A short walk (or even shorter train ride) North from Shibuya Station will bring you to Yoyogi Park. Likes Ueno Park, it’s a large sprawling area of covered with grass, forests, ponds, and pathways instead of a little patch of grass with a swing set like many US parks. Personally, I think Ueno Park is the nicer of the two, but Yoyogi Park hosts a number of festivals and events and can provide a nice break if you’re tired of walking through tall buildings.

Shopping in Harajuku

The Laforet clothing mall in Harajuku

If you keep walking North from Shibuya Station on the East side of Yoyogi Park (or just take the Yamanote line train), you’ll reach Harajuku, home of Meiji Jingu Shrine (which I’ll talk about shortly) and the latest in teen fashions. Meiji Dori (the large road running roughly North/South through the area) features some larger more popular shops such as The Oriental Bazaar (a good, though somewhat expensive, place to buy souvenirs), Laforet (a large clothing mall of sorts), and Kiddy Land (a toy store).

A girl in full lolita goth style at Harajuku

But the places you really want to visit in Harajuku are the little streets directly across the street (East) of Harajuku Station such as Takeshita Street and Cat Street, where you’ll find an endless array of small stores dedicated to a diverse array of fashions ranging from chic to bizarre. A few of the popular styles that really stick out are Lolita (think 1800’s European high class with puffy dresses, lace, and frills), Goth (black, red, and lots of skulls), Lolita Goth (Lolita style clothes with a Goth color scheme), and punk rock, but that’s only scratching the surface and Tokyo’s fashion trends change rapidly.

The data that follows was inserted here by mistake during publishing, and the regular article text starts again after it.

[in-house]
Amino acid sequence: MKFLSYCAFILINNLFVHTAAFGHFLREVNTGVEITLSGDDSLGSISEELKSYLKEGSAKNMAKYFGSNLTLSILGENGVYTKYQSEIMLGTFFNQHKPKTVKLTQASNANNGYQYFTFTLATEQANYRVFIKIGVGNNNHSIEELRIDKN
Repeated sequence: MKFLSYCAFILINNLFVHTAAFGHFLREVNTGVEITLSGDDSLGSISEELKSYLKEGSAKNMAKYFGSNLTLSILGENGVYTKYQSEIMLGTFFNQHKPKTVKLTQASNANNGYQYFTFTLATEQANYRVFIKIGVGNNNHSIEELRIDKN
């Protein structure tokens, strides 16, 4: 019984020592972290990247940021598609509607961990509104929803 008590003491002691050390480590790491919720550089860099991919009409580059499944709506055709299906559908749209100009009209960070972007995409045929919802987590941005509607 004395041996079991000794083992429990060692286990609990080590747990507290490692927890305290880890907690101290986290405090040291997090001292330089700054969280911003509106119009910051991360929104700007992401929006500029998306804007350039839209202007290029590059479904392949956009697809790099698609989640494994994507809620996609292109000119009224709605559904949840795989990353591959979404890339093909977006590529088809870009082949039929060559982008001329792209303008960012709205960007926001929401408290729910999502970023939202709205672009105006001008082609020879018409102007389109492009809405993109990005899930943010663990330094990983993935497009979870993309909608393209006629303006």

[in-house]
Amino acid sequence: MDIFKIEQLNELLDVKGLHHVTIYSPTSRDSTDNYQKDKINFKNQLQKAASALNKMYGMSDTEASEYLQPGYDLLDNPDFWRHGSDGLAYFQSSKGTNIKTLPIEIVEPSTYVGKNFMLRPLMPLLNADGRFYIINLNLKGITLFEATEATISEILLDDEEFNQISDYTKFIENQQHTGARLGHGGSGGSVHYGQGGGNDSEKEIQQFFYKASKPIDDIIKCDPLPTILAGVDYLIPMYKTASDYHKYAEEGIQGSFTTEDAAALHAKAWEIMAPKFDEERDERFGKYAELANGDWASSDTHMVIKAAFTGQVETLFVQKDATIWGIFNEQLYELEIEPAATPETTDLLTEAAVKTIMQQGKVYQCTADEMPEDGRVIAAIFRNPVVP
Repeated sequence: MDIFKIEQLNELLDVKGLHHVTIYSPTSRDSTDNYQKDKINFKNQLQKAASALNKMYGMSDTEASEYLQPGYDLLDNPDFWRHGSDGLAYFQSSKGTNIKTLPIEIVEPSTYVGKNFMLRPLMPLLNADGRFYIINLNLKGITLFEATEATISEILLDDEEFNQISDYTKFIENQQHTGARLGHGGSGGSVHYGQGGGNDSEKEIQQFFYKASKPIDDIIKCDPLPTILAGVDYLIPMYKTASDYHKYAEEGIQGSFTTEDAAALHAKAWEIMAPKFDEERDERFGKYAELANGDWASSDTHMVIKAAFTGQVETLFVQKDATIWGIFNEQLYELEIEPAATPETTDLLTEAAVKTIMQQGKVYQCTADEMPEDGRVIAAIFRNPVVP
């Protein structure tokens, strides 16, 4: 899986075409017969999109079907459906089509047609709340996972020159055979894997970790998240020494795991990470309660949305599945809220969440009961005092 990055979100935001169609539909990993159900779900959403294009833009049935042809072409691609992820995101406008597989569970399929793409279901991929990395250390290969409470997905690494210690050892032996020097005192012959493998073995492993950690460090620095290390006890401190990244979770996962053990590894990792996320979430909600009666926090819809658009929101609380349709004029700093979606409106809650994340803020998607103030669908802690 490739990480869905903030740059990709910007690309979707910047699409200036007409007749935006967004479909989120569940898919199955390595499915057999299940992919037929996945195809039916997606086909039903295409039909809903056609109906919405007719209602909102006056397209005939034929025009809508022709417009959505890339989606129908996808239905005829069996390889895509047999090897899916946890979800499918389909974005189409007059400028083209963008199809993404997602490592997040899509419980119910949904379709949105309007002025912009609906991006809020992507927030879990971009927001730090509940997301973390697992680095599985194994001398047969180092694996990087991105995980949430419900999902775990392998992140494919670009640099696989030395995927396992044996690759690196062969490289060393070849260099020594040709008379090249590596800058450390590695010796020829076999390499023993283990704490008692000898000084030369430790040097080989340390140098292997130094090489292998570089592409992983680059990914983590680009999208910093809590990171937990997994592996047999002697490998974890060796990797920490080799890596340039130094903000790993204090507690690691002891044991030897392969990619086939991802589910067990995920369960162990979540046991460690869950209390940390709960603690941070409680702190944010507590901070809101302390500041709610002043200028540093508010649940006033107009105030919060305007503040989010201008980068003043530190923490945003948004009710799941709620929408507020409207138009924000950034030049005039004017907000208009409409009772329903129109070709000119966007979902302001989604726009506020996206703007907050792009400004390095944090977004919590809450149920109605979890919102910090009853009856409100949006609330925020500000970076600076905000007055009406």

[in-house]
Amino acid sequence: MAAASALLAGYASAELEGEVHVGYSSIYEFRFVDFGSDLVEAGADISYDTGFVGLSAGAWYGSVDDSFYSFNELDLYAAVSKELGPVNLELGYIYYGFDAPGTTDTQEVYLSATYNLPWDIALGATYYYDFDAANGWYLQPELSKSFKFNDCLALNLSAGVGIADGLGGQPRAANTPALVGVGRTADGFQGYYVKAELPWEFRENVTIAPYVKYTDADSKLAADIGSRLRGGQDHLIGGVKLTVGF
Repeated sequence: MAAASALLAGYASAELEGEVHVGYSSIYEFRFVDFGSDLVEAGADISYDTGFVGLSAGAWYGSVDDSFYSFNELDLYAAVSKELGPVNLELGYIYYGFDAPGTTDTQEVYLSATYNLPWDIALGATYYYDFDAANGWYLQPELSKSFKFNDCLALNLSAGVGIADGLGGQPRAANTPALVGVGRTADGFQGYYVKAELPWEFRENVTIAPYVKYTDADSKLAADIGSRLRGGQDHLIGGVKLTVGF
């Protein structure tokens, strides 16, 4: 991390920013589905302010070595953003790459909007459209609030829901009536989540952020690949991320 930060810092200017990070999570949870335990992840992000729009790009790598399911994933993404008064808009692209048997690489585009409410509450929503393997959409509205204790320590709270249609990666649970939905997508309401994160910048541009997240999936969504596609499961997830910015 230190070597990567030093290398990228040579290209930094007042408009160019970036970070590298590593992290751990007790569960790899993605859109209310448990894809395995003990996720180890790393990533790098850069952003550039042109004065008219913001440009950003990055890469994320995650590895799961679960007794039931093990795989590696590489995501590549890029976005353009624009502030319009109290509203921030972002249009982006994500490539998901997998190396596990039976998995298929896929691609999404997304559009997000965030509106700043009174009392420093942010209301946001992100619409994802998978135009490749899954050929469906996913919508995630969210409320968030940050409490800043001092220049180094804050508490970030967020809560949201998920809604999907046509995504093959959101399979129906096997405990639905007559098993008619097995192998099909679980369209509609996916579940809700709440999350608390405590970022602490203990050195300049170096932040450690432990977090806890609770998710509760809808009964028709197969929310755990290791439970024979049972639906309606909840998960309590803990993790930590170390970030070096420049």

Takashita Street on a Sunday

As a warning, Takeshita Street and the other small shopping streets in Harajuku become insanely crowded on weekends, to the point where you can do little except go along with the flow. Though weekends are also the best time to spot young men and women decked out in their most daring and elaborate outfits. If you get tired of braving the crowds, a good (and much less packed) place to people watch is by the bridge to Meiji Jingu Shrine (see below) which is immediately south of Harajuku Station (to your right as you exit the station).

A pair of Japanese girls show off their unique style.

Meiji Jingu Shrine

The path to Meiji Jingu Shrine

The Meiji Jingu Shrine was built to honor the Meiji Emperor. He’s the emperor who helped reform Japan’s government and bring it up to speed with the modern world shortly after Perry opened up the country. He’s one of the most popular emperors and, as such, his shrine gets quite a lot of visitors. The shrine itself isn’t overly impressive (though it’s one of the fancier shrines within Tokyo itself) but it’s set in its own section of Yoyogi Park and the surrounding grounds are a popular picnic spot. There’s also a treasure museum containing lots of paintings of and items owned by the emperor.

To get to the shrine, go to your right (South) immediately after exciting Harajuku Station, turn right, cross the bridge, and follow the crowds down the path beneath the giant tori gate.

Since I’m not much for fashion, Shibuya and Harajuku have never been my favorite parts of Tokyo but I have to admit that people watching, especially around Harajuku, can be a lot of fun. Depending on your interests, I’d say that the area is definitely worth anything from a short visit to a full day as part of any Tokyo trip.